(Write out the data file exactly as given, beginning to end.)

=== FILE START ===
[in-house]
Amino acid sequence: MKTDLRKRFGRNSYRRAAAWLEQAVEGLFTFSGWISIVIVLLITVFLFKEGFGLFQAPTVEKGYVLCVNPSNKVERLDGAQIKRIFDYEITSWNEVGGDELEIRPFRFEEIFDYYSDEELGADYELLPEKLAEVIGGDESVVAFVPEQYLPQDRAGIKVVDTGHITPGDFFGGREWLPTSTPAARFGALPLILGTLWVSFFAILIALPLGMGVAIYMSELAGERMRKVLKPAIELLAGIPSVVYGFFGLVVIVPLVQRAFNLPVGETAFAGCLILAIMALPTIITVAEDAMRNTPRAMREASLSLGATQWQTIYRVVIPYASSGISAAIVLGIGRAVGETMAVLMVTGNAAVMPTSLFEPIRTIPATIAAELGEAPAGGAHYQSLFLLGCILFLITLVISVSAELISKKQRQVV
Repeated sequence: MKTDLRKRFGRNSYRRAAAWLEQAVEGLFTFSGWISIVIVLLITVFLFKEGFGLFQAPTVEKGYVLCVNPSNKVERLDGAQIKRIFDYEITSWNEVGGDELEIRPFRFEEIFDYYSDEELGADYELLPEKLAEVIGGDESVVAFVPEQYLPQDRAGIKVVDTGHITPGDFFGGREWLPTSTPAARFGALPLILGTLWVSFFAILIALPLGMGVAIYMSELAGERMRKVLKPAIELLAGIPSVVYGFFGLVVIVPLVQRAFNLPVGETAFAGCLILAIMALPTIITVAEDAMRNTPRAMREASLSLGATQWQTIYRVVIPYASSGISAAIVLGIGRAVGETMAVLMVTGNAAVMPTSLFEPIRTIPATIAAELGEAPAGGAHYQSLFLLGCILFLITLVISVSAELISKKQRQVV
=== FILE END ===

[in-house]
Amino acid sequence: MKTDLRKRFGRNSYRRAAAWLEQAVEGLFTFSGWISIVIVLLITVFLFKEGFGLFQAPTVEKGYVLCVNPSNKVERLDGAQIKRIFDYEITSWNEVGGDELEIRPFRFEEIFDYYSDEELGADYELLPEKLAEVIGGDESVVAFVPEQYLPQDRAGIKVVDTGHITPGDFFGGREWLPTSTPAARFGALPLILGTLWVSFFAILIALPLGMGVAIYMSELAGERMRKVLKPAIELLAGIPSVVYGFFGLVVIVPLVQRAFNLPVGETAFAGCLILAIMALPTIITVAEDAMRNTPRAMREASLSLGATQWQTIYRVVIPYASSGISAAIVLGIGRAVGETMAVLMVTGNAAVMPTSLFEPIRTIPATIAAELGEAPAGGAHYQSLFLLGCILFLITLVISVSAELISKKQRQVV
Repeated sequence: MKTDLRKRFGRNSYRRAAAWLEQAVEGLFTFSGWISIVIVLLITVFLFKEGFGLFQAPTVEKGYVLCVNPSNKVERLDGAQIKRIFDYEITSWNEVGGDELEIRPFRFEEIFDYYSDEELGADYELLPEKLAEVIGGDESVVAFVPEQYLPQDRAGIKVVDTGHITPGDFFGGREWLPTSTPAARFGALPLILGTLWVSFFAILIALPLGMGVAIYMSELAGERMRKVLKPAIELLAGIPSVVYGFFGLVVIVPLVQRAFNLPVGETAFAGCLILAIMALPTIITVAEDAMRNTPRAMREASLSLGATQWQTIYRVVIPYASSGISAAIVLGIGRAVGETMAVLMVTGNAAVMPTSLFEPIRTIPATIAAELGEAPAGGAHYQSLFLLGCILFLITLVISVSAELISKKQRQVV